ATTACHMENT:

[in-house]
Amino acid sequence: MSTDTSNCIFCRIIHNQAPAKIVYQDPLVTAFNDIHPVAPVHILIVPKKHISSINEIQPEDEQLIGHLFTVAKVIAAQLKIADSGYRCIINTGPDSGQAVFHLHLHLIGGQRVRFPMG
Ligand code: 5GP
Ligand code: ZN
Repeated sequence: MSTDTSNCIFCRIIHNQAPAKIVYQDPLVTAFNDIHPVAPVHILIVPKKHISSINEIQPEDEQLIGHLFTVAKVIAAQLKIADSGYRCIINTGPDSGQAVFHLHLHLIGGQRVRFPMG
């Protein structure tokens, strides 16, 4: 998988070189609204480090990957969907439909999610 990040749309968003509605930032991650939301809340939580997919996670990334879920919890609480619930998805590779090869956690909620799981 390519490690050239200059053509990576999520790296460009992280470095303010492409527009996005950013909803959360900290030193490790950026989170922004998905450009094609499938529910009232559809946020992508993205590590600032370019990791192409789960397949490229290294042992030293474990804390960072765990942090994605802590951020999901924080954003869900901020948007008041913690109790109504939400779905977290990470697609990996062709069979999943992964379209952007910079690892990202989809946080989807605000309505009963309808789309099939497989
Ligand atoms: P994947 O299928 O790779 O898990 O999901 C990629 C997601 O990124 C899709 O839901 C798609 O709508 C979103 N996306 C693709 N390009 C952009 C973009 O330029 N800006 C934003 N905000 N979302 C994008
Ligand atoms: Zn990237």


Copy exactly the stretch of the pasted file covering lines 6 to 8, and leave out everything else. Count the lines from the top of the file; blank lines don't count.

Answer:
């Protein structure tokens, strides 16, 4: 998988070189609204480090990957969907439909999610 990040749309968003509605930032991650939301809340939580997919996670990334879920919890609480619930998805590779090869956690909620799981 390519490690050239200059053509990576999520790296460009992280470095303010492409527009996005950013909803959360900290030193490790950026989170922004998905450009094609499938529910009232559809946020992508993205590590600032370019990791192409789960397949490229290294042992030293474990804390960072765990942090994605802590951020999901924080954003869900901020948007008041913690109790109504939400779905977290990470697609990996062709069979999943992964379209952007910079690892990202989809946080989807605000309505009963309808789309099939497989
Ligand atoms: P994947 O299928 O790779 O898990 O999901 C990629 C997601 O990124 C899709 O839901 C798609 O709508 C979103 N996306 C693709 N390009 C952009 C973009 O330029 N800006 C934003 N905000 N979302 C994008
Ligand atoms: Zn990237």